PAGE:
Now, could we use a function in a rule? This would make it so much easier to develop and we can do a bit more processing.

Sadly no. A missed opportunity.

Not what you’d expect; it accepts a silly postcode. There is, sadly, no checking of a rule on variable with a user-Defined datatype.


Defaults and rules seem to have attracted the displeasure of the SQL Standards committee.

Defaults are deprecated by SQL Server 2005 but are actually rather useful because they can be ‘bound’ to a user-defined Data Type as well as any column in the entire database. There is no other way of doing this.

Take a common example. I believe that every table should have a column that gives the insertion date. You can, of course laboriously set up a default constraint on every table but why not do the following…


Triggers can be quite complex, as Pop Rivett explains elsewhere on this site with his excellent ‘Auditing’ trigger. We’ll only discuss triggers as data constraints.

Imagine we want to check addresses that are being placed in an address table. We want to ensure that we’ve done reasonable sanity checks to the address. For a start, we believe that an address should contain at least four words and alphanumeric characters with just a sprinkling of punctuation

Here is one of Phil Factor’s routines (thanks Phil).

Integrity Constraints

Integrity Constraints, like rules, limit or ‘constrain’ you in what you can put in a table or column. Unlike triggers, integrity constraints cannot cascade changes through related tables in the database, enforce complex restrictions by referencing other database objects, perform “what if” analyses or roll back the current transaction as a result of enforcing data integrity. (With triggers, you can either roll back or continue the transaction, depending on how you handle referential integrity.) Nevertheless they are the most commonly used constraint and simple to define and alter.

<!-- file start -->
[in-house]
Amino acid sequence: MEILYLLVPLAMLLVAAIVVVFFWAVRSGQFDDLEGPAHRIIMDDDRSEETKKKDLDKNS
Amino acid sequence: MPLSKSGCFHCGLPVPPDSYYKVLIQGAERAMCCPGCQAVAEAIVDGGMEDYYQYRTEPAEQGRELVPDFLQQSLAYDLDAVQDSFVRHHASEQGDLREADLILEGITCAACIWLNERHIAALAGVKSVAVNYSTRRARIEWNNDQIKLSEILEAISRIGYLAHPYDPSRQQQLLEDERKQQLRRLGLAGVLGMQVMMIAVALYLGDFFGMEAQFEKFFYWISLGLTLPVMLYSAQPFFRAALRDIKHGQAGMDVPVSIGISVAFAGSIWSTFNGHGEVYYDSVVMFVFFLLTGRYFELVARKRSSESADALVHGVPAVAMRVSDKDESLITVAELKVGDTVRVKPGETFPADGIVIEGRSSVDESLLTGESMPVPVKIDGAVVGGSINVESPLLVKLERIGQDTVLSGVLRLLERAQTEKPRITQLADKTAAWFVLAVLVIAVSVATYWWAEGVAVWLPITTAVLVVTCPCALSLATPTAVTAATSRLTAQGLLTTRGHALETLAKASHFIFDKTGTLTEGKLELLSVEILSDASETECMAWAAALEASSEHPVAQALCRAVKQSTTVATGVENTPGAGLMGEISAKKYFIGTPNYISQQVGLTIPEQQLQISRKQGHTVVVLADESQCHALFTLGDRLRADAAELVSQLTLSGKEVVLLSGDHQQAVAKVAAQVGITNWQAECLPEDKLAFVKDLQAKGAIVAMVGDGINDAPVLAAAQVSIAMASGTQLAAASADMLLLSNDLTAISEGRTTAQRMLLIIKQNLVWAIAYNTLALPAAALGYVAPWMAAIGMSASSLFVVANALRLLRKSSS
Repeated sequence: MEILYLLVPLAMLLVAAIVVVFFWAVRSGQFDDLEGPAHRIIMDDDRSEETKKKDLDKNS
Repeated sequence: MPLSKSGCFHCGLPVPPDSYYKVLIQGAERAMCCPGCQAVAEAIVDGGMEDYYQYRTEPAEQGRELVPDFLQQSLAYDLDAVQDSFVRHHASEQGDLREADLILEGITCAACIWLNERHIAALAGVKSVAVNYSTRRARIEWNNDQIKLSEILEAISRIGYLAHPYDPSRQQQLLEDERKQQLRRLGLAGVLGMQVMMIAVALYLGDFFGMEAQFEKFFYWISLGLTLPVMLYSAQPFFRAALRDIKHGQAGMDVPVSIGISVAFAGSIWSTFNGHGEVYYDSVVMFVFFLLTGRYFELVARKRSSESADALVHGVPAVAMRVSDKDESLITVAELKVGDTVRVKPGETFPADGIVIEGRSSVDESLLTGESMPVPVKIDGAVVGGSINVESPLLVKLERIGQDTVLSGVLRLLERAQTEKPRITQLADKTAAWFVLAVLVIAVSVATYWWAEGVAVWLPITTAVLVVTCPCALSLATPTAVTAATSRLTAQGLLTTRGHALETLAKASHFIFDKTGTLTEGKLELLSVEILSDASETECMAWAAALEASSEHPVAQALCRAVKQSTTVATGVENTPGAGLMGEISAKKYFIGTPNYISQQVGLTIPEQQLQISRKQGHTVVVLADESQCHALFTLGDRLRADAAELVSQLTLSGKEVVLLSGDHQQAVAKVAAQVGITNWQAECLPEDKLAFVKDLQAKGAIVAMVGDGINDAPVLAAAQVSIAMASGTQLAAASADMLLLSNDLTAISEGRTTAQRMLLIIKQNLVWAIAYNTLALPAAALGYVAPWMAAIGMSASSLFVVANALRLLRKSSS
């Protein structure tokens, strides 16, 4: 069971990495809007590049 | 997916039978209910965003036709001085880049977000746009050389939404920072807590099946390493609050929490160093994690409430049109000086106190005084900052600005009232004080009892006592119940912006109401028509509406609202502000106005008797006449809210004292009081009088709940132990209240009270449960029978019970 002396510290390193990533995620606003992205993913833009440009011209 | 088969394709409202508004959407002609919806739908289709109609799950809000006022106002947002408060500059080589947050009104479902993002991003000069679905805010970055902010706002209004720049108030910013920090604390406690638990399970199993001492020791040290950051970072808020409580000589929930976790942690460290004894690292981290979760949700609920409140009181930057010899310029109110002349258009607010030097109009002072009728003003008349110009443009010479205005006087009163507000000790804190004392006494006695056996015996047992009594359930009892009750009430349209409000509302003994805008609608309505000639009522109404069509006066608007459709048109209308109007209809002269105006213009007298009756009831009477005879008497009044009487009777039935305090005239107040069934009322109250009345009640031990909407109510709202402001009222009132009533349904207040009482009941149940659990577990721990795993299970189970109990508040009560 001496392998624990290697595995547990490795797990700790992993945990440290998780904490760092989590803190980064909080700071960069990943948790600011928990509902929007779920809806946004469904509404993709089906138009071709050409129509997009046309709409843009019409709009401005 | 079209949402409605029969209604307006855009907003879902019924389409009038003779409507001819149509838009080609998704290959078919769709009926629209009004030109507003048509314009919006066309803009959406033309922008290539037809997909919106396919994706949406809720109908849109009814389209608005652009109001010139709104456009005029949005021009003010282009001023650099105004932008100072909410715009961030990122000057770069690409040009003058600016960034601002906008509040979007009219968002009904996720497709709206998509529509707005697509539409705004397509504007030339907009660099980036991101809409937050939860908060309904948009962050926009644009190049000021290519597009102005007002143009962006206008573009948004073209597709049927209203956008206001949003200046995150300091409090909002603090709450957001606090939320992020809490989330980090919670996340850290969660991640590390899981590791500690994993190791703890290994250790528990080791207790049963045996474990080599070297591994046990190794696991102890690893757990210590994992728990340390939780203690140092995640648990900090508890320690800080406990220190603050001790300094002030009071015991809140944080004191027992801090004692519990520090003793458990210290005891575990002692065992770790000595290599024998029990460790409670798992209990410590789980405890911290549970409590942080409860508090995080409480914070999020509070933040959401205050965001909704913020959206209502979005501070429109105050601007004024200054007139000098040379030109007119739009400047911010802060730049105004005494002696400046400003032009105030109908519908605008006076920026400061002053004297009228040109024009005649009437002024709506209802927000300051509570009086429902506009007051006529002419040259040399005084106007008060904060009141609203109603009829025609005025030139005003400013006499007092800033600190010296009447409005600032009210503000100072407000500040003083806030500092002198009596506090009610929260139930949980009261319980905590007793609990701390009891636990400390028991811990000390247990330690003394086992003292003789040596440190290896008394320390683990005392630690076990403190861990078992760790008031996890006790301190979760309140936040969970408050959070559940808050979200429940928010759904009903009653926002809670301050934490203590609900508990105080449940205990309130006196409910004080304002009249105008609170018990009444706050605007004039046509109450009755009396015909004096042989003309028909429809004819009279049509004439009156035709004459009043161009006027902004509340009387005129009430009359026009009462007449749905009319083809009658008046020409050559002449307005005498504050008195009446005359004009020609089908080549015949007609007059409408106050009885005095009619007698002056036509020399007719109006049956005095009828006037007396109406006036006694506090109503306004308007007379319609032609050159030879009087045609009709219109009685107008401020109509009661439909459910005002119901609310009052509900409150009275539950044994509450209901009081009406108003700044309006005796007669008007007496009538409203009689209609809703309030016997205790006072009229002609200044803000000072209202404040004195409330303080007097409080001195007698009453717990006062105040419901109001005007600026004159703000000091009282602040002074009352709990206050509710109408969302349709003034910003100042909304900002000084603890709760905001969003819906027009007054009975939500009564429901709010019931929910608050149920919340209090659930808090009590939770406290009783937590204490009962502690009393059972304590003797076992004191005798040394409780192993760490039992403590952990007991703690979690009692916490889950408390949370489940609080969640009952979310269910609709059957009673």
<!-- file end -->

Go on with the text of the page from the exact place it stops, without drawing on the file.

There are three types of Table-level constraint:

  1. Unique and primary key constraints ( no two rows in a table have the same values in the specified columns – with a primary key constraint it can’t be null either).
  2. Referential integrity constraints (enforces the rule that, for a specific column, there must already be matching data in the column it references).
  3. Check constraints limit the values of data inserted into columns.

We’re most concerned with Check constraints in this article. Like a rule, the check has to be an expression that would fit in a WHERE or IF Clause, but can’t involve a subquery. You can apply several constraints on the one column.

Imagine we want to check that an email address is valid.

So we see that the table-level check has done a check based on both columns.

A unique index permits no two rows to have the same index value, including NULL. A unique index checks that all data in the column is unique when it is created and also when an insert or update is attempted.

You cannot create a unique index on a column that contains null values in more than one row – an error is, obviously, triggered.

You can use the unique keyword on composite indexes.

The use of referential constraints is beyond the scope of this article, as it is difficult to talk about them without going on to write the entire chapter of a book, touching on the complexities of referential data models, cascading deletes and so on.

This workshop started off when I was staring at the tree view of Enterprise Manager, and suddenly realising I’d never used Rules and wondering what they were for! I hope you’ve learned something new too.

Just a few questions just to check …

  1. When would you choose a Rule as the best way of checking data going into your database
  2. What are the advantages of defaults over default constraints?
  3. Why would you choose a table-level constraint over a column level constraint?
  4. How do you ensure that the value entering a table is unique to the column?
  5. When would you choose a trigger to check on data over either a rule or default constraint?
  6. What is the point of putting a default on a user-defined datatype?
  7. What happens if you create a Unique index on a column that has two null values in it? Why?
  8. how would you check in SQL whether a default or rule is bound to a user-Defined datatype?
  9. What is the easiest way of ensuring that a column containing foreign keys actually reference valid primary keys in another table.
  10. What are Rules and Defaults likely to be replaced by in future?